*- Not to belabor the point that was made for about 15 minutes on the tv last night, but on what planet do you not kick a FG down 18 points? You absolutely must extend the game as long as possible and the Cowboys seemed like they did not understand this simple strategy point or had never heard of the chart that simply tells you what to do in the event that you cannot figure it out on your own. Down 16, you go for it. Down 17 or more and that is 3 scores - regardless of how you get them. Wade and Garrett looked utterly confused by this as if it was a math problem with no solution. Come on, guys. We have to believe that you have an idea of what is going on in these important moments where coaching can help or hurt the cause. There, it hurt the cause.

*- Another strategy point was the 2nd and goal play for the Giants in the 1st Quarter that ended up being an easy Touchdown for Hakeem Nicks. What in the world are we thinking with Gerald Sensabaugh as the man on an island with him? How do you not have corners on the spot there? When did we ever think Sensabaugh can lock down a true "X" receiver? That seems like madness. And then, in a game where Sensabaugh did intercept a pass, his biggest memory point for me was his ridiculous tackle attempt - I might be too kind there - on the Mario Manningham screen pass touchdown. If my safety is that unskilled that he cannot or will not make contact with Manninham when Mario has nowhere to go along the sideline - then I need a new safety. That is absolutely absurd.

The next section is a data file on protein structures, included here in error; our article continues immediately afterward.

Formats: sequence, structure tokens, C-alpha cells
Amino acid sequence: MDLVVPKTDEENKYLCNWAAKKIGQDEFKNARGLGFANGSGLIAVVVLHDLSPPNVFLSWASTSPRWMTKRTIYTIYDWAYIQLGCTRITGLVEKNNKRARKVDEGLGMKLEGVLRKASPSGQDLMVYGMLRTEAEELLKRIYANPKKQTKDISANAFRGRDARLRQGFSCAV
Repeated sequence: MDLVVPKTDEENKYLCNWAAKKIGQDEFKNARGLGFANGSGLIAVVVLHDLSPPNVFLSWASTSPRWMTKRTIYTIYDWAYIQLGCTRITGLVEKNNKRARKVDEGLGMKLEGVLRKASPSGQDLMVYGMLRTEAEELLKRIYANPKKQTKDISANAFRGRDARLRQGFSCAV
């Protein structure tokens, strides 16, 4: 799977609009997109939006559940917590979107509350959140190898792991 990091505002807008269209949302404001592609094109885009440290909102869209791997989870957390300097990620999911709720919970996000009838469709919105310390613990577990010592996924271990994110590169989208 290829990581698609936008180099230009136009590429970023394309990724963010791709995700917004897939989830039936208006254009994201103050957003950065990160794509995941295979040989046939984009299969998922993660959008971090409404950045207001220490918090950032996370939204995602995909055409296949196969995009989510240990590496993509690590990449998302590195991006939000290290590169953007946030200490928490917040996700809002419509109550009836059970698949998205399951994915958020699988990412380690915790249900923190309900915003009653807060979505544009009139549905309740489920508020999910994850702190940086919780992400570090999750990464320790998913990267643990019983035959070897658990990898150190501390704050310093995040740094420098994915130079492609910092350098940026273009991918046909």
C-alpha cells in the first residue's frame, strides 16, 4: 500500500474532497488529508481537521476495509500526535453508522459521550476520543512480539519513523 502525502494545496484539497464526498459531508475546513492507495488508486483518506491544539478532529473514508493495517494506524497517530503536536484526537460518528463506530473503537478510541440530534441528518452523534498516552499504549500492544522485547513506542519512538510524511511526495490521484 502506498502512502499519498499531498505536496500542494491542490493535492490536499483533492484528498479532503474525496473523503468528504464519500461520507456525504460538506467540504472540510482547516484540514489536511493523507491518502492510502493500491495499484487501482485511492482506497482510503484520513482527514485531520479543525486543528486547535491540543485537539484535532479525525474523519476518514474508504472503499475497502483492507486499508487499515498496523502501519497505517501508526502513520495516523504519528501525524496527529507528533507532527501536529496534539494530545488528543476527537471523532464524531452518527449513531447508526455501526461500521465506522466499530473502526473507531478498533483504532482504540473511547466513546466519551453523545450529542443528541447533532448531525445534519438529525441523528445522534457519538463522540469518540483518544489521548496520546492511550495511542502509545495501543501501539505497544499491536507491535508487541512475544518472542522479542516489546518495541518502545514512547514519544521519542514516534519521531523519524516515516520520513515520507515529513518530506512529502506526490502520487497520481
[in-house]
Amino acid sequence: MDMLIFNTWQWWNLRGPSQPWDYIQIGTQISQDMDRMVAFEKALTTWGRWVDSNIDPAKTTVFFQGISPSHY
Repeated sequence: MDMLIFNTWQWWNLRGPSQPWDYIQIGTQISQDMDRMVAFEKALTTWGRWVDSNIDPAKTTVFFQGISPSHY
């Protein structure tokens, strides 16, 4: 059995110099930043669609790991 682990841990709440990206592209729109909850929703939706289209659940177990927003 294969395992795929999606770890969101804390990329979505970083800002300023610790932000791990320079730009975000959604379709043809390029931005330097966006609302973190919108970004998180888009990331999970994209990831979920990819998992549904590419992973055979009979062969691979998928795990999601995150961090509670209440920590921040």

*- Speaking of a willingness to play hard and do what your job asks you to do, what do we say about the Brandon Jacobs Touchdown run? I saw plenty of players running at half speed, and then I saw both of my safeties attempt to tackle Jacobs with minimal conviction. He shed them both with ease and pranced into the endzone in what must be called the low point of 2010. And after the game the head coach is trying to tell me that there was fight throughout the night and the team never gave up? He must be delusional. Watch that play and those 2 3rd Quarter Touchdowns again and tell me your team didn't give up, coach.

*- Dez Bryant is a special player. Of the 45 players in Cowboys uniforms last night, he seemed to be the most willing to compete on every snap he was on the field. His competitiveness and passion is desperately needed around here as he never stopped trying. We need way more of that, and way less of guys who have already been so well compensated that their resolve may not be what it once was. In the words of the famous Al Pacino speech, they were not willing to fight for that inch last night.

I could go on and on, but the bottom line is that although history may remember this night as the "night Romo broke his collarbone", those of us who follow this team closely know that this season was hanging by a thread already. The pursuit of 2010 glory is gone, and only fixing this broken organization is a priority. I think massive changes are required for that, and I see no time like the present to get started.

1 comment:

asimmehmood said...

It befoggles my mind why our defense is so dumb that they cannot call a time out on the clear mis-match of Sensabaugh on Nicks. This occured later as well I believe, when Eli shifted the back to the left, totally confusing Brooking, who looked dumb-founded, only to run right into the middle of the OL.

Eli Manning effectively tore this team apart and I actually have to give credit to Gilbride. They killed the defense up the middle and ran plenty of play-action that kept us off balance. Garrett should take notes.